We can’t say it enough: if you receive a communication, demand, or request for information from someone other than your trusted real estate agent, contact him or her immediately. Your real estate professional is educated on the latest schemes in your local market and can help you navigate your transaction safely.
Posted On: August 5th, 2020 9:25PM
Today’s homebuyers are not just talking about their plans, they’re actively engaged in the buying process – and they’re serious about it. A recent report by the National Association of Home Builders (NAHB) indicates:
“…. Of American adults considering a future home purchase in the second quarter of 2020, about half (49%) are not simply planning it, they are actively engaged in the process to find a home. That is a significantly higher share than the comparable figure a year ago (41%), which suggests that the COVID-19 crisis and its accompanying record-low mortgage rates have converted some prospective buyers into active buyers.”
It’s no surprise that buyers are out in full force today. Many Americans now need more space to work from home, and the current low mortgage rates are providing an extra boost of motivation to enter the housing market.
If you’re considering selling your house, know that today’s buyers are serious about making a move. Your opportunity to sell your house in a market with high demand is growing, especially as more millennials enter the housing market too. The same report also notes:
“Of Millennials planning a home purchase in the next year, 57% are already actively searching for a home.”
Odeta Kushi, Deputy Chief Economist at First American, explains:
“When breaking down house-buying power by educational attainment for millennials in 2019, we find that the higher the education, the higher the household income, and the higher the house-buying power. In 2019, median house-buying power for millennials increased 16 percent relative to 2018.”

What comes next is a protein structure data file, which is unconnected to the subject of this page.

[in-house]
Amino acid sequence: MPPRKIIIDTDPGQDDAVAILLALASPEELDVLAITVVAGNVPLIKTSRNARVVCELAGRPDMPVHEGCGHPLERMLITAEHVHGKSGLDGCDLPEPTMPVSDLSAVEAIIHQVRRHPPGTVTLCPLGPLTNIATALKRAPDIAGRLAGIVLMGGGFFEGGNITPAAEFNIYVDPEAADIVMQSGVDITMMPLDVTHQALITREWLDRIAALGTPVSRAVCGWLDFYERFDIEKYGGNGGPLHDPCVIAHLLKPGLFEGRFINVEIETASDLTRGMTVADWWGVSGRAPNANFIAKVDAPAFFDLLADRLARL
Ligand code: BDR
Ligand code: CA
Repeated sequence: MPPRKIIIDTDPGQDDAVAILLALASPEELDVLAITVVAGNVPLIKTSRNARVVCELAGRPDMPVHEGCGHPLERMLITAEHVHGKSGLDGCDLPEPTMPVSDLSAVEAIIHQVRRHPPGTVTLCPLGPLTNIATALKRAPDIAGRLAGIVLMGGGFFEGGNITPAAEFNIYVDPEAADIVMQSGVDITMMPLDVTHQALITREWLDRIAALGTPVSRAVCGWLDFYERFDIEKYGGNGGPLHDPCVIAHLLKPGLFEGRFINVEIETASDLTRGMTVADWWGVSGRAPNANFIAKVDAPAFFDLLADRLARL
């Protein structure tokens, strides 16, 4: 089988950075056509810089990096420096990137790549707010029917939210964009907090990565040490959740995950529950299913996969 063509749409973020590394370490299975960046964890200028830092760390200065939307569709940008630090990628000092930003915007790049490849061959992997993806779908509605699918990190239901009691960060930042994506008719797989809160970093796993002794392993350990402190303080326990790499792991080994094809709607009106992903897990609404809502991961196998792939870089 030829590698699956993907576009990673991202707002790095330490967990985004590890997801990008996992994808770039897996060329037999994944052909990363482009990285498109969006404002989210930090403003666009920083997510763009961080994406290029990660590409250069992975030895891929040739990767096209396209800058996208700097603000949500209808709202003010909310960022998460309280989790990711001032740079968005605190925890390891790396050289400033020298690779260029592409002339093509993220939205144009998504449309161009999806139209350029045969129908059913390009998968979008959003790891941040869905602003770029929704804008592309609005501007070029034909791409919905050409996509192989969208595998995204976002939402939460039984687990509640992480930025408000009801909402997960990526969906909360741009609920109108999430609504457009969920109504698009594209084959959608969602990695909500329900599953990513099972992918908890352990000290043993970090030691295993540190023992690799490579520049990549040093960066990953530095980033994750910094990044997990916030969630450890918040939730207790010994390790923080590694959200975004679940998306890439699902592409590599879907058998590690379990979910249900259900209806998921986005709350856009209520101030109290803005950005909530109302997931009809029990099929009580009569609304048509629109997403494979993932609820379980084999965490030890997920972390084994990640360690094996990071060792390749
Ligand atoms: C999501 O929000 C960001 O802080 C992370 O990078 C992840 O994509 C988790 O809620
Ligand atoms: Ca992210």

As demand for homes to buy grows and more millennials enter the market with growing buying power, the opportunity to sell your house grows too.
Today’s buyers are serious ones and more millennials are helping to fuel that charge. So, if you’re considering selling your home, let’s connect today to determine your next steps in the process while buyers are actively looking.
Posted On: August 5th, 2020 9:15PM
We’re sitting in an optimal moment in time for homeowners who are ready to sell their houses and make a move this year. Today’s homeowners are, on average, staying in their homes longer than they used to, and this is one factor driving increased homeowner equity. When equity grows, selling a house becomes increasingly desirable. Here’s a breakdown of why it’s a great time to capitalize on equity gain in today’s market.
“Over the past 10 years, the equity position of homeowners has positively changed as a result of more than eight years of rising home prices. As the economy climbed out of the recession in the first quarter of 2010, 25.9% or 12.1 million homes were still underwater, compared to the first quarter of 2020 when the negative equity share was at 3.4%, or 1.8 million properties. Borrowers have seen an aggregate increase of $6.2 trillion in home equity since the first quarter of 2010 and the average homeowner has gained about $106,100 in equity.”
Increasing equity is enabling many homeowners who are ready to sell their current houses today to sell for an increased profit, and then reinvest their earnings in a new home. According to the Q2 2020 U.S. Home Sales Report from ATTOM Data Solutions, in the second quarter of 2020:
“Home sellers nationwide realized a gain of $75,971 on the typical sale, up from the $66,500 in the first quarter of 2020 and from $65,250 in the second quarter of last year. The latest figure, based on median purchase and resale prices, marked yet another peak level of raw profits in the United States since the housing market began recovering from the Great Recession in 2012.”
If you’ve been taking a closer look at your house recently and are thinking it might be time for you to make a move, determining your equity position is a great place to start. Understanding how much equity you’ve earned over time can be a key factor in helping you realize the potential profits in your real estate investment and move toward your next homeownership goal.
With average home sale profits growing, it’s a great time to leverage your equity and make a move, especially while the inventory of houses for sale and mortgage rates are historically low. If you’re considering selling your house, let’s connect today so you can better understand your home equity position and take one step closer to the home of your dreams.